The pilot of Marry Me made it painfully clear that we weren’t working with the most likable main characters imaginable. Despite the kinetic charms of Casey Wilson and the offbeat dynamism of Ken Marino, their roles in the new David Caspe sitcom were far from endearing, bordering a bit too frequently on grating in fact. In the second episode, we’re allowed a bit more time with Annie and Jake’s supporting team: a group that, in functioning as a collection of one-note jokes rooted in easy stereotypes, is not much better.
As Annie struggles with her apprehensions about new fiancé Jake moving into her apartment, she confides in her two gay fathers, played by Tim Meadows and Dan Bucatinsky (and, quite annoyingly, both named Kevin), who serve as a flavorless straight man and a high-strung, fashion-obsessed cliché, respectively.
The casting of Meadows offered promise that at least one of Annie’s dads would be a meaty comic part. Furthermore, while Bucatinsky doesn’t have the established reputation of his onscreen husband, he seems duly capable of handling a joke or two… a good one, not a softball pitch like a crack about his distaste for his daughter’s drapery.
Again, I can’t help but think back on Caspe’s Happy Endings, a show that reveled in its deconstruction of stereotypes. With Adam Pally, the sitcom playfully subverted everything that sitcom tradition expected of its gay leads, making him the antithesis of the bigoted generalization itself while still treating him as a vivid and organic character. But here, we get the opposite treatment: the lazy acquiescence to the tired trope in one Kevin, and, without any original ideas left, a flat and boring non-character in the other.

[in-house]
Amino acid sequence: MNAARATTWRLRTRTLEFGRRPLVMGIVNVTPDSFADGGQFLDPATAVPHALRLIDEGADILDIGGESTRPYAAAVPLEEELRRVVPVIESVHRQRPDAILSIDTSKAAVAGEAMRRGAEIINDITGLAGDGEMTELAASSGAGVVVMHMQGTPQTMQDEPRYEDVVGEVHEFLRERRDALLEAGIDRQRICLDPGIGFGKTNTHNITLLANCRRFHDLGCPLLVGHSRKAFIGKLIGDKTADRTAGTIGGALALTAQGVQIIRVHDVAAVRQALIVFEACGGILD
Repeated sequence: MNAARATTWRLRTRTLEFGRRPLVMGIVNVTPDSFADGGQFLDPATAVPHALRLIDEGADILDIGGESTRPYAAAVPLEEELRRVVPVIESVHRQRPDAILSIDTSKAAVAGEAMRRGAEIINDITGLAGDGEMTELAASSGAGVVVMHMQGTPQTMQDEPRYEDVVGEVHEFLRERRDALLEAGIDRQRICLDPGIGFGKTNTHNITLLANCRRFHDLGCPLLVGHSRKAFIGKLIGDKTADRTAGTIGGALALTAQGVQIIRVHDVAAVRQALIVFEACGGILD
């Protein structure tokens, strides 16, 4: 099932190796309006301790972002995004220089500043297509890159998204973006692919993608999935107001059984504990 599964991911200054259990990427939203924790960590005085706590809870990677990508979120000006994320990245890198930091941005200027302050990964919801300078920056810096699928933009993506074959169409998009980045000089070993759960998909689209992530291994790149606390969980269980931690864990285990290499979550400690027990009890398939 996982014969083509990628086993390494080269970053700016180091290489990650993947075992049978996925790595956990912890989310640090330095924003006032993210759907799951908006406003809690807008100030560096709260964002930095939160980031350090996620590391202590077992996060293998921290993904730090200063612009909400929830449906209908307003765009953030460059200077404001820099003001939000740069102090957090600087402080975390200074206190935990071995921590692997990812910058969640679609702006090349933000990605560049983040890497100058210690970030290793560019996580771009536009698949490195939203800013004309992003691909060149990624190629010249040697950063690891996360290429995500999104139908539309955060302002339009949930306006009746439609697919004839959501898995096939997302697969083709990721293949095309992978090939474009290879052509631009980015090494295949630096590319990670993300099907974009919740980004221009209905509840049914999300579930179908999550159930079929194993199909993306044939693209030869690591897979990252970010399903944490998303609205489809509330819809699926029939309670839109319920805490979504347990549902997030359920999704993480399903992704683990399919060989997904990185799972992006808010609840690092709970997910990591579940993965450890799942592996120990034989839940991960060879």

Annie’s friends are hardly any better. First, we have Tymberlee Hill as Kay, whose limited material in the episode is monopolized by jokes about being black and, less frequently, being a lesbian. With only about three or four minutes of screen time, Kay manages to make and incur around five jokes relating to being a black woman surrounded by white people, a concept that seems to define the character altogether as far as the show is concerned. While her one gag about her sexual orientation isn’t handled with quite as stark an attitude, it still serves primarily to separate her from the rest of the clique as she explains the wacky world of gay Internet dating.
Finally, we have Sarah Wright Olsen’s inscrutably named Dennah, an impossibly youthful and traditionally gorgeous 31-year-old whose focal crisis this week is her obsession with how “old” she looks. Perky, pretty, and blonde, Dennah is relegated to her own demographic’s stereotype, succumbing to an obsession with vanity and opting for highly premature Botox injections.
Without particularly favorable leads in whom to invest our attention, flat supporting characters like these can really suck the life out of a show. If there’s anything less interesting to do with a sitcom character than racial stereotypes and Botox stories, I haven’t seen it… and believe me, I’ve watched a lot of Still Standing.
Images: NBC (2)